China has moved to release the first batch of aluminum, zinc and cooper reserves into the market, the National Food and Strategic Reserves Administration announced. The move, experts said, sent a signal about the government’s readiness to crack down on price speculation following steep price surges of bulk commodities.
The government has decided to release 50,000 tons of aluminum, 20,000 tons of copper and 30,000 tons of zinc from its national reserves into the market, according to a report released by the administration on Tuesday.
Potential buyers can purchase the metals through public auction on China’s bidding platforms, the report noted.
This is the first time in more than 10 years that China, the world’s top metal consumer, makes such a move. Experts said this is mainly aimed at stabilizing commodity prices after sharp rises in the price of metals amid the coronavirus epidemic in China.
The price of Shanghai spot aluminum rose by about 32 percent in the past year, while zinc had the highest increase since 2007 in May.
Lin Boqiang, Director of the China Center for Energy Economics Research at Xiamen University, said that the surge in commodity prices is not caused by real shortages of those metals but by disruptions in supply chains during the pandemic as well as speculation on the market as investors hope to increase their stock as demand rebounds in the post-pandemic period.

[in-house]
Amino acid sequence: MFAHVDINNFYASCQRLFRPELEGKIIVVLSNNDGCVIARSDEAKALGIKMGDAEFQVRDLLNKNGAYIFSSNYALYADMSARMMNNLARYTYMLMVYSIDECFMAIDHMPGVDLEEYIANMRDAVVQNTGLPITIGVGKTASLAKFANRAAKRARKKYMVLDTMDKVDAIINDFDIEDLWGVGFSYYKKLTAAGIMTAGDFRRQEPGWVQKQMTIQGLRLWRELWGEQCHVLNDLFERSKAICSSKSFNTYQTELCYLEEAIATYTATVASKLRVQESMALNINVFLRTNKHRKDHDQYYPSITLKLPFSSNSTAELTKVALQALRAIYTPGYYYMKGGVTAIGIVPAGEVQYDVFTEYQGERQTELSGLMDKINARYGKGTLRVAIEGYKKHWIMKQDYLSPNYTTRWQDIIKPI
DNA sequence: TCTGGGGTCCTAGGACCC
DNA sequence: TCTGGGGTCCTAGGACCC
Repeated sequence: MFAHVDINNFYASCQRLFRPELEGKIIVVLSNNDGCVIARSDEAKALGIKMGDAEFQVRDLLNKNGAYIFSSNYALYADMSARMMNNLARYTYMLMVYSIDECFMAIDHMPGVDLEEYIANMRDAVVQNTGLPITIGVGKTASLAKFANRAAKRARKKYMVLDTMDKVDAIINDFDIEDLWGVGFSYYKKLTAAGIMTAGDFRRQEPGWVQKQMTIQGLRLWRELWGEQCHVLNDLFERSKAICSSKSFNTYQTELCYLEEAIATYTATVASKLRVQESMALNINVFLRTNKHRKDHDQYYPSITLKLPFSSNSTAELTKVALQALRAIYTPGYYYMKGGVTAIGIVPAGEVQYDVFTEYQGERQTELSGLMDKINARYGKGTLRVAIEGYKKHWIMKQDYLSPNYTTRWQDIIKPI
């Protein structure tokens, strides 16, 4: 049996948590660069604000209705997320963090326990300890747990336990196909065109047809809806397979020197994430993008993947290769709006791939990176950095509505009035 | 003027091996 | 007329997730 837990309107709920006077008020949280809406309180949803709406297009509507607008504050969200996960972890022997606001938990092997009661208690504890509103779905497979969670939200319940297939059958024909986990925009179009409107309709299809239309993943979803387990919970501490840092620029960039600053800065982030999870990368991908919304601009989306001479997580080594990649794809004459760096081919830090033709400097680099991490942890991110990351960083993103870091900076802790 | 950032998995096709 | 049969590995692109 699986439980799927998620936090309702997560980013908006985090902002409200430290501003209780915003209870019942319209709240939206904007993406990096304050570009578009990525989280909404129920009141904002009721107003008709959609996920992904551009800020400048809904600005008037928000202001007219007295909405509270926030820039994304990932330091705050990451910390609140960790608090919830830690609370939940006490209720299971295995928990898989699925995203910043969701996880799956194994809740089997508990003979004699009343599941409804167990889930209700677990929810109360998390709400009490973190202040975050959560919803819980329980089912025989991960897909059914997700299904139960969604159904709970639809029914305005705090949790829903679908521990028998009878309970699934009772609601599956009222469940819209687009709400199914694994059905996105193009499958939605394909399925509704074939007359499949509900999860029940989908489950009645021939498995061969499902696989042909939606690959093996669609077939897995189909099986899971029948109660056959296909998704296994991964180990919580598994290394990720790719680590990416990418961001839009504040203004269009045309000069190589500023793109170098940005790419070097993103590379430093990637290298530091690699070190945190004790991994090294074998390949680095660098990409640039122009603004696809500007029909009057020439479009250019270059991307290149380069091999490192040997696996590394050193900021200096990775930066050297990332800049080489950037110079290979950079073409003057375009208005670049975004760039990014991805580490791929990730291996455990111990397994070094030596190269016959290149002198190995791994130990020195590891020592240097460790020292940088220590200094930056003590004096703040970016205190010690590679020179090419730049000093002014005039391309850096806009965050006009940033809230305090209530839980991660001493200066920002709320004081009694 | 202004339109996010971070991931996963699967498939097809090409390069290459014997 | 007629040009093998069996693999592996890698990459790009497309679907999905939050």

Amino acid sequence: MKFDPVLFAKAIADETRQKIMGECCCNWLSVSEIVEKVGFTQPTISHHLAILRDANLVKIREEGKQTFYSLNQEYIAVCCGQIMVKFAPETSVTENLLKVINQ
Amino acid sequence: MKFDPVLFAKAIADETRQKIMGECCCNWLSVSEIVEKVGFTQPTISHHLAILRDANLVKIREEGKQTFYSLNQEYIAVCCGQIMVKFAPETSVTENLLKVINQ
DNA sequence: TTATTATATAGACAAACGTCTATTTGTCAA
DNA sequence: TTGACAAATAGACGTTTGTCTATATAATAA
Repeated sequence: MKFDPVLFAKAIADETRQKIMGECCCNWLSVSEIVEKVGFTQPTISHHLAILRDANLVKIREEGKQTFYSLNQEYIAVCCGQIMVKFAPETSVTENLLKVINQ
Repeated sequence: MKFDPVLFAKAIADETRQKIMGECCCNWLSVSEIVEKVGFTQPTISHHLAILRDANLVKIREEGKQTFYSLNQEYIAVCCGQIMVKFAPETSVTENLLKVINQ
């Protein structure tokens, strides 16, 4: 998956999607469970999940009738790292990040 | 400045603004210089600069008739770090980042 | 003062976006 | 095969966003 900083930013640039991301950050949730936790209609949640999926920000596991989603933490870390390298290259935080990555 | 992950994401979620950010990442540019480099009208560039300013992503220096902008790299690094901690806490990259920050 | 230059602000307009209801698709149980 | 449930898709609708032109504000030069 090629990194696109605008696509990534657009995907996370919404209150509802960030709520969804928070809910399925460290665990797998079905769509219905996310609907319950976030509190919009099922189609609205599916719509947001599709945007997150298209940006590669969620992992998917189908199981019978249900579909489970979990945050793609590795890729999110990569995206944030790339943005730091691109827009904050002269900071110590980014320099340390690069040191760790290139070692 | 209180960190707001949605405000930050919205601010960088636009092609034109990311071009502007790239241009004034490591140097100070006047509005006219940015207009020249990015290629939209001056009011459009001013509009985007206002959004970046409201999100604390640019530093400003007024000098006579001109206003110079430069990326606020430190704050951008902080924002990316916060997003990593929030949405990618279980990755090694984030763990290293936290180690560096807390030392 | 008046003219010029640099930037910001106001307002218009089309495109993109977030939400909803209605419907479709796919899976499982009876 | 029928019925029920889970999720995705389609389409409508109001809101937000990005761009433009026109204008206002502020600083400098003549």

“I think the government’s release of the metals has sent a signal that it will crack down on speculation to curb price surges,” Lin told the Global Times on Tuesday.
He predicted that the prices of commodities should respond with a fall to the government’s release of metal reserves on Wednesday but in the near term they are still likely to edge up.
In the long run, though, he anticipated that metal prices will adjust and return to pre-pandemic levels.